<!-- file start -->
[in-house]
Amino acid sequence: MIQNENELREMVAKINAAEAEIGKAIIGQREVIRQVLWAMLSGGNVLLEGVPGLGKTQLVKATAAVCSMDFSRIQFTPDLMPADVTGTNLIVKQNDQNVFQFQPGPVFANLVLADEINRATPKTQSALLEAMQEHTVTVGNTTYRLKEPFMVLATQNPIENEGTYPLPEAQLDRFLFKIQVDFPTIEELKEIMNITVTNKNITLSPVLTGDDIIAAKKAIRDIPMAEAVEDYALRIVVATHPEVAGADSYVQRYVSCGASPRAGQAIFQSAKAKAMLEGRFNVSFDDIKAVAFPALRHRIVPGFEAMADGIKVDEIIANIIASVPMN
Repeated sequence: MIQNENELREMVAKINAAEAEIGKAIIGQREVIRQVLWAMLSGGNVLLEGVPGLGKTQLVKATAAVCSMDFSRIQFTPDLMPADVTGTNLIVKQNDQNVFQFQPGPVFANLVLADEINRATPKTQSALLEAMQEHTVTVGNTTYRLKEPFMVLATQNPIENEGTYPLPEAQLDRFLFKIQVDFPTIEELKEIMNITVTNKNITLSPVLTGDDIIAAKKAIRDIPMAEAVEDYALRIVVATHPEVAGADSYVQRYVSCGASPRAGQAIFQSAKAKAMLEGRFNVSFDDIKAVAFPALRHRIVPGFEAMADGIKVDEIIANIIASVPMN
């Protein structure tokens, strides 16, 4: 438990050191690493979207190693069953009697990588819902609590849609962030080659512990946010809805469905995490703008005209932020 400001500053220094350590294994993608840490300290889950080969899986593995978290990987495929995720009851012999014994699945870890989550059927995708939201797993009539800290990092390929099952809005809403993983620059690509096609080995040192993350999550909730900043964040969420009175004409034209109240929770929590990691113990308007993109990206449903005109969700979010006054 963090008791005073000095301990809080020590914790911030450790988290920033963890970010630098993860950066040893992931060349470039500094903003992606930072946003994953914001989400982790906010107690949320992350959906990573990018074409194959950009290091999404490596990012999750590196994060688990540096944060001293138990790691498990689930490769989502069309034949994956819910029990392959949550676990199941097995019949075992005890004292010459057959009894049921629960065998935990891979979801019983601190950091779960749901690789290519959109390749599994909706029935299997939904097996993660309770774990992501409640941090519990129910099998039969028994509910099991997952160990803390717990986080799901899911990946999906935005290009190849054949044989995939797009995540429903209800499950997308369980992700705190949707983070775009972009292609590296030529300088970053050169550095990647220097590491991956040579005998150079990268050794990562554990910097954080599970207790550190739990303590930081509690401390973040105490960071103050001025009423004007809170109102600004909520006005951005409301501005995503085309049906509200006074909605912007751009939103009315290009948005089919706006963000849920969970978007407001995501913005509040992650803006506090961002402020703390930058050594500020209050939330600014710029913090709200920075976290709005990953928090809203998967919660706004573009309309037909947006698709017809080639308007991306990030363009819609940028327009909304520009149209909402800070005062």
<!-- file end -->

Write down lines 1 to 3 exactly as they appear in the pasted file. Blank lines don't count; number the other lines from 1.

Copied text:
[in-house]
Amino acid sequence: MIQNENELREMVAKINAAEAEIGKAIIGQREVIRQVLWAMLSGGNVLLEGVPGLGKTQLVKATAAVCSMDFSRIQFTPDLMPADVTGTNLIVKQNDQNVFQFQPGPVFANLVLADEINRATPKTQSALLEAMQEHTVTVGNTTYRLKEPFMVLATQNPIENEGTYPLPEAQLDRFLFKIQVDFPTIEELKEIMNITVTNKNITLSPVLTGDDIIAAKKAIRDIPMAEAVEDYALRIVVATHPEVAGADSYVQRYVSCGASPRAGQAIFQSAKAKAMLEGRFNVSFDDIKAVAFPALRHRIVPGFEAMADGIKVDEIIANIIASVPMN
Repeated sequence: MIQNENELREMVAKINAAEAEIGKAIIGQREVIRQVLWAMLSGGNVLLEGVPGLGKTQLVKATAAVCSMDFSRIQFTPDLMPADVTGTNLIVKQNDQNVFQFQPGPVFANLVLADEINRATPKTQSALLEAMQEHTVTVGNTTYRLKEPFMVLATQNPIENEGTYPLPEAQLDRFLFKIQVDFPTIEELKEIMNITVTNKNITLSPVLTGDDIIAAKKAIRDIPMAEAVEDYALRIVVATHPEVAGADSYVQRYVSCGASPRAGQAIFQSAKAKAMLEGRFNVSFDDIKAVAFPALRHRIVPGFEAMADGIKVDEIIANIIASVPMN